Pipe heroku logs to AWS CloudWatch

October 12, 2017
DevOps Software Engineering


At Enhancv, we went through various way to collect the logs from our microservices in one place. When we were building the MVP, just a simple Heroku Papertrail addon was enough to keep track of all application logs. As our product was growing, it became much more complex to monitor everything. Since most of our services are hosted on AWS, CloudWatch seemed to be the best option, but our REST API was still hosted on Heroku, because of our per-branch staging system. So, we wrote a simple tool that drain all logs from heroku and pushes them to AWS CloudWatch. One of biggest pros of logging everything together is that we can monitor all of our services at one place and setup complex alarm conditions that notify us, when something goes down.

x / Dashboard of our infrastructure /

You can find the repository on https://github.com/deepsyx/node-heroku-cloudwatch-drain

It’s implemented via Heroku drains.

Heroku also supports the HTTPS protocol for sending logs to a drain service so that you can more easily write your own log processing logic and run it on a service like Heroku itself. Like with a syslog drain, you must configure the service such that Heroku can make requests to it (for example by deploying it as a Heroku app).

The flow goes like this:


Setup on AWS

1. Login to AWS console


2. Create a new EC2 instance

In most cases t2.nano will do the job, it uses around 5% cpu with 50 requests / second. We’re using the Ubuntu 16.04 AMI ami-cd0f5cb6, but any with NodeJS support would work. 8GB SSD should be enough disk space to setup everything. Don’t forget to save your SSH key (you’ll need them to log into the instance later)

3. Create a security group

From the side menu choose Security groups and create a new security group with the following settings inbound settings:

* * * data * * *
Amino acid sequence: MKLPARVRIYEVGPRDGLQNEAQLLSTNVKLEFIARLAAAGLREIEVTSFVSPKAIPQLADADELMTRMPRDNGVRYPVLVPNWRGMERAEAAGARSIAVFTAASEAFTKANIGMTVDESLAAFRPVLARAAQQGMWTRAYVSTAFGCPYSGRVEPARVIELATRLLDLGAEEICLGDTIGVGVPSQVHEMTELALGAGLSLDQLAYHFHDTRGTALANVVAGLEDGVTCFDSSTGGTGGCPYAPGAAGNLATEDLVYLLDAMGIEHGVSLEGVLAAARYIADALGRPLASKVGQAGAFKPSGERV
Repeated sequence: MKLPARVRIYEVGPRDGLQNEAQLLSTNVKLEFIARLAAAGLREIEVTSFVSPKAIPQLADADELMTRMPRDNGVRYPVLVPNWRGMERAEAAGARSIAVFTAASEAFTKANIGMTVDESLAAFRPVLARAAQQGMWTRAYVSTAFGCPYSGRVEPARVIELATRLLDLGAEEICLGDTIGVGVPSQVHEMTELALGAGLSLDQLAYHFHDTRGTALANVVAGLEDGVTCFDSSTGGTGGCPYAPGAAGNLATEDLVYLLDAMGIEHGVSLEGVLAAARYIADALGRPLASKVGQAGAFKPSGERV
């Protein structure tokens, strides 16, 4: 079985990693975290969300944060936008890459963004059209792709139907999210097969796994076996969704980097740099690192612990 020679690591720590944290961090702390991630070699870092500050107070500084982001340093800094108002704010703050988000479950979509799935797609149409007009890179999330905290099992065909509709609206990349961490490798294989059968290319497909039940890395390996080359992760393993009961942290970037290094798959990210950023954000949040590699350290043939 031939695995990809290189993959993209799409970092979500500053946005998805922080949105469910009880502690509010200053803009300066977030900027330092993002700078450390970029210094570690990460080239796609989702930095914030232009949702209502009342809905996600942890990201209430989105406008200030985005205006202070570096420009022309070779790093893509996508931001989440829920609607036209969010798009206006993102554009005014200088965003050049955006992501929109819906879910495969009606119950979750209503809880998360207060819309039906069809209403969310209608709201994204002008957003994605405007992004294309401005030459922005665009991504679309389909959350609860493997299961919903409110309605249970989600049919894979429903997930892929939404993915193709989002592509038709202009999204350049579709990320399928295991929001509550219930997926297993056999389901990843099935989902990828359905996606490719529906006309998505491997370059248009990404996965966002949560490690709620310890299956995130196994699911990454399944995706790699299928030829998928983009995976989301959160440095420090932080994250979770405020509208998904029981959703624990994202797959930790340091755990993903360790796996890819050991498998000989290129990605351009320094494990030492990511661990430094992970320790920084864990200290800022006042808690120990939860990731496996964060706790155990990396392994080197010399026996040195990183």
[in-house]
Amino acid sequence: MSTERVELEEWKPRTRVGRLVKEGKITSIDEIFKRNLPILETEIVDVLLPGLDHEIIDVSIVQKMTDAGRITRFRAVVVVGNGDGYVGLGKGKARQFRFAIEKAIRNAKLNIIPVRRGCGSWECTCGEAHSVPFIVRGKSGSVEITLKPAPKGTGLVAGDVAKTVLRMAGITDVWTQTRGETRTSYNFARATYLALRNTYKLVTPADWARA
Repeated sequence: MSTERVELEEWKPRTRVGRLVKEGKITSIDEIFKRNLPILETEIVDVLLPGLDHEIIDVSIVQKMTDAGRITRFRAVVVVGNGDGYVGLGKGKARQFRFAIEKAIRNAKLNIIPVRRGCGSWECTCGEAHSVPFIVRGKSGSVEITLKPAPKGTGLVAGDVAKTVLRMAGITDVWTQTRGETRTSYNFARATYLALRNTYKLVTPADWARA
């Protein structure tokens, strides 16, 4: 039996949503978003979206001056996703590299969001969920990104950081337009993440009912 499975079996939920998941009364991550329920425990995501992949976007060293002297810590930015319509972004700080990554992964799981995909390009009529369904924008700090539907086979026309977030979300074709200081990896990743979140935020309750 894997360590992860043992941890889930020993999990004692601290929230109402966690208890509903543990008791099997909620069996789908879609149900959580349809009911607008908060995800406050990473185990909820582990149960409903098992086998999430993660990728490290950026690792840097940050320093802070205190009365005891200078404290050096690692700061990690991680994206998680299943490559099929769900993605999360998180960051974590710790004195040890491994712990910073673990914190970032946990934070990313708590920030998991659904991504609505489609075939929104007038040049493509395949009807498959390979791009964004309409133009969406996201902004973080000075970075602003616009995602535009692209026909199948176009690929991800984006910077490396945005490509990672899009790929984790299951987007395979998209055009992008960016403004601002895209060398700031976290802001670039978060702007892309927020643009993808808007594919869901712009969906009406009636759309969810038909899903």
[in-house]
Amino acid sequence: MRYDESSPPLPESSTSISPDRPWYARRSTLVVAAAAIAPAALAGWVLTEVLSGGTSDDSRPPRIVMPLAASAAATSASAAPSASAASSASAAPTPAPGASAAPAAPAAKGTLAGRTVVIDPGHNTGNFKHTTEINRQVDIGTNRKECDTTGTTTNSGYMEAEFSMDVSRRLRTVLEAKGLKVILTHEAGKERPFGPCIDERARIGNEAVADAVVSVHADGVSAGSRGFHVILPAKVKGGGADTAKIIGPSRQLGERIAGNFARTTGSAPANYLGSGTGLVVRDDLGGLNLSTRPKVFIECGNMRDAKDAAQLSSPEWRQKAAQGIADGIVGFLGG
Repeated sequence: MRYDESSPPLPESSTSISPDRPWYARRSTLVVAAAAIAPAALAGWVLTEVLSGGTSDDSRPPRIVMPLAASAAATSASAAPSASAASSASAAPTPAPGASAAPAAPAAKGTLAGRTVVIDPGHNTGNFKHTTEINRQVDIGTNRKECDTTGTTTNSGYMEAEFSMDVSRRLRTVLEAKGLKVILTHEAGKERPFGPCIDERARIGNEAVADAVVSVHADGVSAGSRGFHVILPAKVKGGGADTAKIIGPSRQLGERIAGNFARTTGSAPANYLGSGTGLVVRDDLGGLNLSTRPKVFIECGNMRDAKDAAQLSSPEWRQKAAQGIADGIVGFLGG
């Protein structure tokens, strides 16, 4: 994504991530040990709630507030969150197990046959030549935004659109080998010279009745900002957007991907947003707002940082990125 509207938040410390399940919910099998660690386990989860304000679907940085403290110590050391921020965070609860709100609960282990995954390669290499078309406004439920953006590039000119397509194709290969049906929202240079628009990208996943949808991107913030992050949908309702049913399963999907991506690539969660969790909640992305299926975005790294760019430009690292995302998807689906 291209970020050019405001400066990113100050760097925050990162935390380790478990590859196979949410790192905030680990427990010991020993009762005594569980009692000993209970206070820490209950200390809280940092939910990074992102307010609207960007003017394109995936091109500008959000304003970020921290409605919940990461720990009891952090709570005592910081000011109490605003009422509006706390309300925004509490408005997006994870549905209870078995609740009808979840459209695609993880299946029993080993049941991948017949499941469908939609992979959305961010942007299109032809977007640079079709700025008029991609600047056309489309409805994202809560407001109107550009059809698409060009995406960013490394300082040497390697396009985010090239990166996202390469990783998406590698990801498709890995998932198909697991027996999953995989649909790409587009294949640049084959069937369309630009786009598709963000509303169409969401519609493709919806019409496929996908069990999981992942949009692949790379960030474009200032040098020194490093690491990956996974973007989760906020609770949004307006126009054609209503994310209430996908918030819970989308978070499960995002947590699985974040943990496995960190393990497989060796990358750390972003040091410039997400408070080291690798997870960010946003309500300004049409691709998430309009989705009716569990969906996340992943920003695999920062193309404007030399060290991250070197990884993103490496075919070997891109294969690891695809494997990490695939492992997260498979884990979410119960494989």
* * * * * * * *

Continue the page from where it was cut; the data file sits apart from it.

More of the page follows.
Type: Custom TCP Rule
Protocol: TCP
Port Range: 3000
Source: Anywhere
4. Attach security group to instance

Go to the Instances, select your freshly created instance and click on Actions -> Networking -> Change Security Groups and attach the security group we just created.

5. Create AWS user

Click on your name in the top bar and go to My Security Credentials -> Users -> Add User and create a new AWS user with programic access, then go to the next step and choose Attach existing policies directly and add the CloudWatchFullAccess permissions. Save the AWS_ACCESS_KEY_ID and AWS_SECRET_ACCESS_KEY, because you’ll need them later

6. Login into the instance

SSH into the instance with the private key, that you downloaded on the second step like this:

$ ssh -i "YourPrivateKey.pem" ubuntu@INSTANCE_IP_ADDRESS
7. Add AWS credentials to environment variables

Execute sudo nano /etc/environment and add the AWS_ACCESS_KEY_ID and AWS_SECRET_ACCESS_KEY keys you received when you created the users above.

8. Install NodeJS
$ curl -sL https://deb.nodesource.com/setup_7.x | sudo -E bash -

9. Install depencencies
$ npm install -g node-heroku-cloudwatch-drain forever

10. Create configuration

Create a config.js file with the following content:

module.exports = {
    // how many messages should we buffer and send to AWS at once, do not change unless necessary
    batchSize: 50,

    // at what port should our server be listening
    serverPort: 3000,

    // your cloudwatch log group
    logGroup: "heroku",

    // prefix for all stream names (a random number will be appended)
    logStreamPrefix: "dyno",

    // we strongly recommend using env variables for the credentials, however you can still add them here
    awsCredentials: {
        region: "us-east-1",

    // access token, which will be sent from heroku on every request
    accessToken: "sometoken",

    // [OPTIONAL] array with regexs to avoid pushing useless logs to cloudwatch
    filters: [/getVersion/],
11. Start the service

Run the tool with forever (it will auto-restart on failure)

forever start -c node-heroku-cloudwatch-drain config.js
12. Test endpoint

Get your EC2 instance IP from the console and try to open the following link in your browser:


and you should see {"message":"Invalid token"} as response.

13. Install Heroku CLI

Download Heroku CLI to your local machine, install itself and login via heroku login

14. Add drain endpoint to your heroku instance
$ heroku drains:add http://ec2-XXX-XXX-XXX-XXX.compute-1.amazonaws.com:3000/log?accessToken=sometoken --app YOUR APP

If the above command succeed, your heroku logs should start appearing in CloudWatch. If you encounter any problems/bugs, feel free to add them as issue on node-heroku-cloudwatch-drain repo.

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